Notes and Editorial Reviews
It is a tribute to Janácek's genius that we always think of him as a 20th century composer. In fact he was aged 46 when the new century began, but of course he continued to develop and the majority of his compositions of lasting value were written in the final phase of his life.
The Indian Summer that is Janácek's final decade contains his greatest music, indeed some of the finest operas and instrumental works ever written, This is not to deny, however, that prior to that period a few of his compositions, including the orchestral rhapsody Taras Bulba and the opera Jenufa, attain the same high standards.
Composed in 1926, the Sinfonietta uses a large orchestra, the outer movements requiring a complement of extra brass, including fourteen trumpets. Tilson Thomas conducts a performance which enjoys very high standards of playing, as well as a clear and well focused recording. If the results are not quite in the front rank of recorded performances, that is because the rhythmic attack lacks the cutting edge which this music seems to gain in the hands of native Czech performers. (Rafael Kubelik (Deutsche Grammophon) is particularly effective.) But Tilson Thomas does offer compensations, since the more lyrical moments of the work have a poetic beauty which seems hard to match. Any doubts about the more dramatic agenda do not present major problems, though for sheer drama other performances can add an extra dimension.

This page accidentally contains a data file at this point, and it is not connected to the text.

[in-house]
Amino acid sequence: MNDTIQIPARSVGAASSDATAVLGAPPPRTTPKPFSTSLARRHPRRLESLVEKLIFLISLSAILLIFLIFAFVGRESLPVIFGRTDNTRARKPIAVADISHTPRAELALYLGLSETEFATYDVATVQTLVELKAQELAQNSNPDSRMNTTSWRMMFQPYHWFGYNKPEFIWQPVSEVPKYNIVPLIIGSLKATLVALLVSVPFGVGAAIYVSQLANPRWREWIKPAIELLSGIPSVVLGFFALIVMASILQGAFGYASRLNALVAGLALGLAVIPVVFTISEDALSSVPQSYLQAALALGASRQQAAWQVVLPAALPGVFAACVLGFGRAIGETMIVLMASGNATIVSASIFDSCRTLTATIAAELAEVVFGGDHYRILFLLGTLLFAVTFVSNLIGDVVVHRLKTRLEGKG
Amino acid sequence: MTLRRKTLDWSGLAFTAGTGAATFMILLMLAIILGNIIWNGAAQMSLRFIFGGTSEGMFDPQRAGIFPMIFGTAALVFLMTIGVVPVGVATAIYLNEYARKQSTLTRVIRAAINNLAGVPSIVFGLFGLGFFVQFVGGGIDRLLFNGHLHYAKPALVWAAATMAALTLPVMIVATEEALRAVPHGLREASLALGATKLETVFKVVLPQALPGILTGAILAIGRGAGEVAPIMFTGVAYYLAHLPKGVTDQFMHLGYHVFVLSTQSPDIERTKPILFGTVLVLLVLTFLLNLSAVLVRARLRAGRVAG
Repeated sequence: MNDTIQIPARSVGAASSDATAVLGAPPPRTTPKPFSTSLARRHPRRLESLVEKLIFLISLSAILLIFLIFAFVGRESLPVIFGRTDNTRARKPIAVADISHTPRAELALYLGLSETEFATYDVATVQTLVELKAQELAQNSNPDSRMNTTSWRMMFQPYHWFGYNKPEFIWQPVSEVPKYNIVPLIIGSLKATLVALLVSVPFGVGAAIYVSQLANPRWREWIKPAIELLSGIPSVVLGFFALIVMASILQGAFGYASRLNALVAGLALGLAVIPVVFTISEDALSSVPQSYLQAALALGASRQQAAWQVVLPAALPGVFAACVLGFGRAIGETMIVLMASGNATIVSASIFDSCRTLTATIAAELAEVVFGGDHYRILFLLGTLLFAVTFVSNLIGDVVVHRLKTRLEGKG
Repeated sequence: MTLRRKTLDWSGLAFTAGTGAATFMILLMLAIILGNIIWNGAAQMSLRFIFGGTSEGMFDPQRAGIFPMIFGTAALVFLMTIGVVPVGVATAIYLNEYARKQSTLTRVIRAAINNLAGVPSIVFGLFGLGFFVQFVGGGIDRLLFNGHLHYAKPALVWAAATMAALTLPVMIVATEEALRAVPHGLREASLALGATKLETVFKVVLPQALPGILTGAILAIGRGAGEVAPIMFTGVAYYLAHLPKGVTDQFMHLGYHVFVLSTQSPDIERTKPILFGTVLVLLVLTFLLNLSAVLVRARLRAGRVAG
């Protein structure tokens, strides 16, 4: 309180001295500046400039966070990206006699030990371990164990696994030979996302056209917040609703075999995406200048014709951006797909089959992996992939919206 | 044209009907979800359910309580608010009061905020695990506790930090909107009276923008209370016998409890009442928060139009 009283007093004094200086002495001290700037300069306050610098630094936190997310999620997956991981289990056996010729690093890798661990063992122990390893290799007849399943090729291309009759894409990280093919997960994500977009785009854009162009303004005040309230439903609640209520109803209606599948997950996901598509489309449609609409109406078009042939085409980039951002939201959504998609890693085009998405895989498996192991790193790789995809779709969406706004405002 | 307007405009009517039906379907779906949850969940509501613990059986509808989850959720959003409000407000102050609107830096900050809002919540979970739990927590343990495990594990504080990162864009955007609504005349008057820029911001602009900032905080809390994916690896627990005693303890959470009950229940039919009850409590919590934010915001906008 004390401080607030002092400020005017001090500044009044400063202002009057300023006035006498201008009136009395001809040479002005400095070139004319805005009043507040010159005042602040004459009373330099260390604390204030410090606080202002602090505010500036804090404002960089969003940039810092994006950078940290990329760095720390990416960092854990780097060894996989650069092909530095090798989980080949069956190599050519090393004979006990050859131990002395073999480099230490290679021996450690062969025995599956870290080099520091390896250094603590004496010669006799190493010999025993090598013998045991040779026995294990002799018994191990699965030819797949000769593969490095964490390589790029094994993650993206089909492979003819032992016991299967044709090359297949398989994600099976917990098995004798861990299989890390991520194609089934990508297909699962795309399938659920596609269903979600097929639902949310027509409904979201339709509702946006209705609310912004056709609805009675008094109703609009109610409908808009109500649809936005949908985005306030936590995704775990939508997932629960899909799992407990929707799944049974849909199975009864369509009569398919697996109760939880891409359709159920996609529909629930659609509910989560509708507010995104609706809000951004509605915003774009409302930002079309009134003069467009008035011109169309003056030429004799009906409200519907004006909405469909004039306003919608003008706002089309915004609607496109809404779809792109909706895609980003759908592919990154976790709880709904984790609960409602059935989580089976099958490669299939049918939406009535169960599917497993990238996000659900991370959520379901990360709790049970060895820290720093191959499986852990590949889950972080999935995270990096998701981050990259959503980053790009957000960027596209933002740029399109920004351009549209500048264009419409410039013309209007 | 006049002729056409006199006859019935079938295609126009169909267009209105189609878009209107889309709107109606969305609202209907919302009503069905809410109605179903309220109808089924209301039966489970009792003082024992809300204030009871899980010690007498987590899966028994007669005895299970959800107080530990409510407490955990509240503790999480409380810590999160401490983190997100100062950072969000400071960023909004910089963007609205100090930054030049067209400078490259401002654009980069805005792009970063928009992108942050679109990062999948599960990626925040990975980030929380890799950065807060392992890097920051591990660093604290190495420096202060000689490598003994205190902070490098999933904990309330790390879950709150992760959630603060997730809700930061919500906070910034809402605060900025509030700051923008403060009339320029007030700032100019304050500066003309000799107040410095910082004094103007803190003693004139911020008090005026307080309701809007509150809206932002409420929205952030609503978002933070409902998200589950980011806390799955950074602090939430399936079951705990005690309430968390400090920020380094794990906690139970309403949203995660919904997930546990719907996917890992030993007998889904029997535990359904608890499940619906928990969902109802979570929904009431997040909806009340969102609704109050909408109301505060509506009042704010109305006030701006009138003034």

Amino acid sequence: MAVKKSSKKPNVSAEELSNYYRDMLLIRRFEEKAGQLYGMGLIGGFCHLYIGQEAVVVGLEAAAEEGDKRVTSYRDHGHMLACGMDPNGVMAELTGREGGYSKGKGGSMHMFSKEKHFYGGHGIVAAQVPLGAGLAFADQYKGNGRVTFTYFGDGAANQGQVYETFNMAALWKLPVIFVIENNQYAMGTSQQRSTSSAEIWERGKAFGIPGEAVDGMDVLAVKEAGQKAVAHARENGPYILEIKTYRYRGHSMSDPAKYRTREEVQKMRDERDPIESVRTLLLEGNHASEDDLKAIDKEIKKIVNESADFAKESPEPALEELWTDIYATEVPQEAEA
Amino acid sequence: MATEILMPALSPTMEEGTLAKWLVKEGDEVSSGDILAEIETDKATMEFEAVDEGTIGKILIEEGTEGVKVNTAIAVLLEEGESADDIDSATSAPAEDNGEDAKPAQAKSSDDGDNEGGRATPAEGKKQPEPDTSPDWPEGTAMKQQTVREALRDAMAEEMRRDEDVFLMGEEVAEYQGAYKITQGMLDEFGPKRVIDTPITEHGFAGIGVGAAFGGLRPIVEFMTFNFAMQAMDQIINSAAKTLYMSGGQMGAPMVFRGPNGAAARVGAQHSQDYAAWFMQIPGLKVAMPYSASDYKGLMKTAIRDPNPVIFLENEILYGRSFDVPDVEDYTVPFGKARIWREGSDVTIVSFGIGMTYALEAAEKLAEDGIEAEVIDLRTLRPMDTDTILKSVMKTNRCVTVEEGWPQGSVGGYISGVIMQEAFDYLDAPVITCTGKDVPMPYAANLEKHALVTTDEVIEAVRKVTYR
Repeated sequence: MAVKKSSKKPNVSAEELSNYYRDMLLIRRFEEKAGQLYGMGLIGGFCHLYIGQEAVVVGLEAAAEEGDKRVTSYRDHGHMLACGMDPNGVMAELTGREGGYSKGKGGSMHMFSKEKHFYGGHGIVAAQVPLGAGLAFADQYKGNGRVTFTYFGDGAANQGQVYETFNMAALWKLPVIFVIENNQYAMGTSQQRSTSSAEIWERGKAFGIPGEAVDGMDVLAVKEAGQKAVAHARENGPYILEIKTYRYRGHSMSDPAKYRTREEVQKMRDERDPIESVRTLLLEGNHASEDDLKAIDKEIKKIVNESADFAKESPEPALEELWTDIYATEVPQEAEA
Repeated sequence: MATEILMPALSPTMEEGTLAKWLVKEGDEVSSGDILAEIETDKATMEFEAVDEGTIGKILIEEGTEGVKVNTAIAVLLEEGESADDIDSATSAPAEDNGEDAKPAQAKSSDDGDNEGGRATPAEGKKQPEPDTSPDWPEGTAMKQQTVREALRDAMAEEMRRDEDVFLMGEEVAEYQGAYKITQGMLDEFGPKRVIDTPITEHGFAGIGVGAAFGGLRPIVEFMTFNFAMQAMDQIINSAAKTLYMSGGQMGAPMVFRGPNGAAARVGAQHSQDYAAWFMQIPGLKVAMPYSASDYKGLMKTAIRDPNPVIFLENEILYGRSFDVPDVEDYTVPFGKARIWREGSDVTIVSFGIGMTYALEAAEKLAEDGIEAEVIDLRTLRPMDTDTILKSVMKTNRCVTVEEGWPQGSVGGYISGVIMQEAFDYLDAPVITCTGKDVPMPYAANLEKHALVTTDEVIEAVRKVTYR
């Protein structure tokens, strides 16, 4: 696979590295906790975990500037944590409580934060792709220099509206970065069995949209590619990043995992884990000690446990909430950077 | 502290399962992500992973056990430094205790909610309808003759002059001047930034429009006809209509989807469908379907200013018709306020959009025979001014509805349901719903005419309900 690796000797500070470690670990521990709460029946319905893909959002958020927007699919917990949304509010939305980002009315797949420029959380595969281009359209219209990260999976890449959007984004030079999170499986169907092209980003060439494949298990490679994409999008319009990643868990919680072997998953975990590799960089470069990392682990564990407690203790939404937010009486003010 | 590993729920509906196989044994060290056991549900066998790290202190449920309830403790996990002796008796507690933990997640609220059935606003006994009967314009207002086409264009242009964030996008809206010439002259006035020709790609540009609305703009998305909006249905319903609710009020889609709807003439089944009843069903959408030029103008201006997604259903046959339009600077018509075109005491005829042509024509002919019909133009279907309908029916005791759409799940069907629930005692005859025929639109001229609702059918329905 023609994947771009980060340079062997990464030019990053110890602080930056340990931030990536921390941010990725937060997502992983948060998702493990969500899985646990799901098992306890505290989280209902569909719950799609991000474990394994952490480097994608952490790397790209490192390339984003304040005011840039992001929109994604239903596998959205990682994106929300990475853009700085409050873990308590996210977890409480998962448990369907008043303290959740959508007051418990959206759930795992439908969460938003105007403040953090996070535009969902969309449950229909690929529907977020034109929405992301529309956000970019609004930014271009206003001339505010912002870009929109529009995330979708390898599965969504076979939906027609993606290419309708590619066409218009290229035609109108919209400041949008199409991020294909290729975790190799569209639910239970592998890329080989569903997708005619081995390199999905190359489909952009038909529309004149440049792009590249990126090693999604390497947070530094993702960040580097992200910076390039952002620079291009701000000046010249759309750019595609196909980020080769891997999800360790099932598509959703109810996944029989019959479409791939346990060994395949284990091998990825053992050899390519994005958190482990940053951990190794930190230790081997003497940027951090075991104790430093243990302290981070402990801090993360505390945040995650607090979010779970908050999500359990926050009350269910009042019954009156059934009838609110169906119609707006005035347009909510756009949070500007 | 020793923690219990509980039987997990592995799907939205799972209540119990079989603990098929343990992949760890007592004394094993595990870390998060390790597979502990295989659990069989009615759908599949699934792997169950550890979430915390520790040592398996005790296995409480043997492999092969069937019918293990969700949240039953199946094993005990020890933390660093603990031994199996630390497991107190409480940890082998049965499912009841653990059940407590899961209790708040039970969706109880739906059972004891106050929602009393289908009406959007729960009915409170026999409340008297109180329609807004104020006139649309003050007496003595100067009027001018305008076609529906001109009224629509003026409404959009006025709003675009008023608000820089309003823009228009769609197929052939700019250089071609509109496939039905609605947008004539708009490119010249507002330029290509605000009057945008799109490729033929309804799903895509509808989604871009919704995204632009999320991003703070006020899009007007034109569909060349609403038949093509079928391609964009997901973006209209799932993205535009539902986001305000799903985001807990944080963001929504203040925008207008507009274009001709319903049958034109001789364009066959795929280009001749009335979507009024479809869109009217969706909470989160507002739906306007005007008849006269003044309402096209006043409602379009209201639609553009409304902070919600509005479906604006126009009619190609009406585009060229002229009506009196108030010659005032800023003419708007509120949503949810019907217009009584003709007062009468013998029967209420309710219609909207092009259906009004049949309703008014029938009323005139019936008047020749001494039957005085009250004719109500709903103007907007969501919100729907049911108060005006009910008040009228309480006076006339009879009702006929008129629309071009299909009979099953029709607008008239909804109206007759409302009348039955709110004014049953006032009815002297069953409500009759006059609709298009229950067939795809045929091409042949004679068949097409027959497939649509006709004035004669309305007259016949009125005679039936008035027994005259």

Performance standards are high also in the Glagolitic Mass, with marvellous playing from the LSO, while the LSO Chorus matches their standard. Make no mistake, this music is fearsome in its technical demands and these things should not be taken for granted, even if the fact of recorded performances can encourage us to expect excellence at the push of a button.
As in the Sinfonietta, the quieter, more reflective aspects of the Mass are beautifully done, and beautifully captured by the recording, too. There is careful attention to dynamic shadings and characterful phrasing.
The soloists make an effective team, and it is interesting to hear Felicity Palmer take the mezzo soprano part, where previously she was the soprano soloist on Sir Simon Rattle's performance on EMI. Gary Lakes, that fine Wagnerian tenor, is caught in good voice, though he does struggle occasionally with his Czech diction.
Tilson Thomas conducts with a sense of real dedication and commitment, and the dramatic aspects of the work come across with biting clarity and directness. For this is a splendid performance of a choral work which gets more powerful and compelling with each performance one hears.
-- Terry Barfoot, MusicWeb International